23 July, 2007

Mumbai: Challenges Ahead

Watched a good program "Mumbai 2005 floods" on National Geographic. They tried to explain what exactly happened on 26th July 2005.

- It rained heavily, around 900 mm in 24 hrs in Suburbs.
- Land reclamation and narrow Mithi river could not carry away water fast enough.
Almost everything (trains, airports, roads, electricity supply, emergency services) came to halt on that day in Mumbai.

I was searching for more information, found this excellent article about challenges in creating drainage, water treatment system for growing Mumbai.
http://www.canadianbusiness.com/managing/strategy/article.jsp?content=20060109_161339_2788

Some of interesting bits are :
year 1947, population 1.7 million approx.
year 1970, population 8.0 million approx.
year 2005, population 15 to 20 million estimated
year 2025, population 26.5 million estimated

"But despite some progress, the World Bank was ultimately disappointed with the outcome. A 1995 audit of its Bombay Sewage Disposal Project found that the plan's implementation was "little short of disaster." Huge cost overruns, insufficient expertise and shoddy workmanship all contributed."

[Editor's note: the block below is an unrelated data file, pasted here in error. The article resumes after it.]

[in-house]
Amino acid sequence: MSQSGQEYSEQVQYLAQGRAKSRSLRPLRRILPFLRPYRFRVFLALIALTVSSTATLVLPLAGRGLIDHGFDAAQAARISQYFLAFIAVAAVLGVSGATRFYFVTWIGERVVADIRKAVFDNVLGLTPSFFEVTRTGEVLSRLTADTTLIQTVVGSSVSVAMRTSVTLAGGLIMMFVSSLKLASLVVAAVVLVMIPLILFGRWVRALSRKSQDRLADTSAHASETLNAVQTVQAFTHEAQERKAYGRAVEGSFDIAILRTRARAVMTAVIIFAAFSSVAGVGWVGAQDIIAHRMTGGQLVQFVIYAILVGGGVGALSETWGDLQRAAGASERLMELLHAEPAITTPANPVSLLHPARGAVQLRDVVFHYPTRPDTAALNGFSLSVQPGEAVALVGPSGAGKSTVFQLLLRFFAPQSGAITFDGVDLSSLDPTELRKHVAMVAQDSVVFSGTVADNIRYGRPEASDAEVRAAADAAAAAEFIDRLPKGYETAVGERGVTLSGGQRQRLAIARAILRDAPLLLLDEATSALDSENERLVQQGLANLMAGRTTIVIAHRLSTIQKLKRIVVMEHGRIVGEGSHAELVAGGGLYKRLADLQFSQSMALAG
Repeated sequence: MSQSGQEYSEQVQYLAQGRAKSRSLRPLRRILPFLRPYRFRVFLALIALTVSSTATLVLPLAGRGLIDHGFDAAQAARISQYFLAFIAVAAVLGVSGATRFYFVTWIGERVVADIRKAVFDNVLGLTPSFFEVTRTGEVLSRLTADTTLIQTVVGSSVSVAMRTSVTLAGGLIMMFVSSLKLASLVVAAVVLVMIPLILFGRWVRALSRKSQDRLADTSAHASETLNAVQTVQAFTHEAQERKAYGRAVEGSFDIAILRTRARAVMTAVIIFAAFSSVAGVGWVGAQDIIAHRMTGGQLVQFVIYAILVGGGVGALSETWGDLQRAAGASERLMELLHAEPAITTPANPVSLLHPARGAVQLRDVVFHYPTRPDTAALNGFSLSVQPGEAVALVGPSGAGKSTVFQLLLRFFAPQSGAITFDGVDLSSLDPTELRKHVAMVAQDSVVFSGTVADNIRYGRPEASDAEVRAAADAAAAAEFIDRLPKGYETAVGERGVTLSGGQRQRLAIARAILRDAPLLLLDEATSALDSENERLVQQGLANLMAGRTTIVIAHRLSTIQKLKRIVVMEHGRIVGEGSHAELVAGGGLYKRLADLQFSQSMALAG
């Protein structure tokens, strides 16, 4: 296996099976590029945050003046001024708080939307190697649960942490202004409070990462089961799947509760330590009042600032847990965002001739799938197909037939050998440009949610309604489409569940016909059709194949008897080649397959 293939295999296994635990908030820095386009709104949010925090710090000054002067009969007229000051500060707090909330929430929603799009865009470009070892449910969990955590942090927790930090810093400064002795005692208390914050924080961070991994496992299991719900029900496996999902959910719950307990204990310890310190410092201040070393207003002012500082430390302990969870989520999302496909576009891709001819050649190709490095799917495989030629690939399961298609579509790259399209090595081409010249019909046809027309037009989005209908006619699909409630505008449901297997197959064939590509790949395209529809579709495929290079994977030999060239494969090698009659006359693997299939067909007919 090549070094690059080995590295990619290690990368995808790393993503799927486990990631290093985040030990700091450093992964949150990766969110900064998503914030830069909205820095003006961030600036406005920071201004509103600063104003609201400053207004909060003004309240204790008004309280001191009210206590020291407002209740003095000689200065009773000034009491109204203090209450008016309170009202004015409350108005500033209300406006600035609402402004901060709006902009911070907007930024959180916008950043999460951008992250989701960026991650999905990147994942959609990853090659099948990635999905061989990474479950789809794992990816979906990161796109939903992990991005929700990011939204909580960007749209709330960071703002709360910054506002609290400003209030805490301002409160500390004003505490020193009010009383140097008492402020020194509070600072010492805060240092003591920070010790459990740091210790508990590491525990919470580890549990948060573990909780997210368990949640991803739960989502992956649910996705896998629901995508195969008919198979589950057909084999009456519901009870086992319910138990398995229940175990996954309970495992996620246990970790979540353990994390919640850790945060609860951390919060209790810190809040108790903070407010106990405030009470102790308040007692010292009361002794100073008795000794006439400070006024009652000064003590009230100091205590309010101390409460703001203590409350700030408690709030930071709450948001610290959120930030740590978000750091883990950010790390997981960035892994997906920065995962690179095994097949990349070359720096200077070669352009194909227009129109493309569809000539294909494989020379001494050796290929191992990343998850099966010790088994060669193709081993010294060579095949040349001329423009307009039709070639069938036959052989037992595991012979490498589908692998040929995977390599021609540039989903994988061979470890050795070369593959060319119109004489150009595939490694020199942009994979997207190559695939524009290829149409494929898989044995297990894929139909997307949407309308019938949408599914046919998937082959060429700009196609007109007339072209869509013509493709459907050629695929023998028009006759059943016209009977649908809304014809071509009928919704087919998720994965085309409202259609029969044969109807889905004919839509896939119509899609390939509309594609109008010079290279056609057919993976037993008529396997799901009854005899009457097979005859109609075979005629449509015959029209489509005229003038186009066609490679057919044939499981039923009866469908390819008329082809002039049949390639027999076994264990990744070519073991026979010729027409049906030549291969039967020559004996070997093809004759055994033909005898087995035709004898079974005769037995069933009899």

"Many Indian engineers are well-educated and highly skilled, he adds--and in any case, locals tend to have a better grasp of their own problems than foreigners.
What Indian firms often lack, however, are management and supervision skills for big projects, which may also require highly specialized expertise found only in foreign firms."


"Many Mumbai residents don't pay for water and sewerage services; Indians tend to regard them as free. That has discouraged investment in system improvements, which, in turn, has contributed to well-founded complaints about poor service and bolstered resistance to user fees."


"RVA's Indian experience has left Perks with an abiding respect for Indian engineers and administrators who run the existing system. "They do a pretty good job for the infrastructure they have and the pressures they're under," ....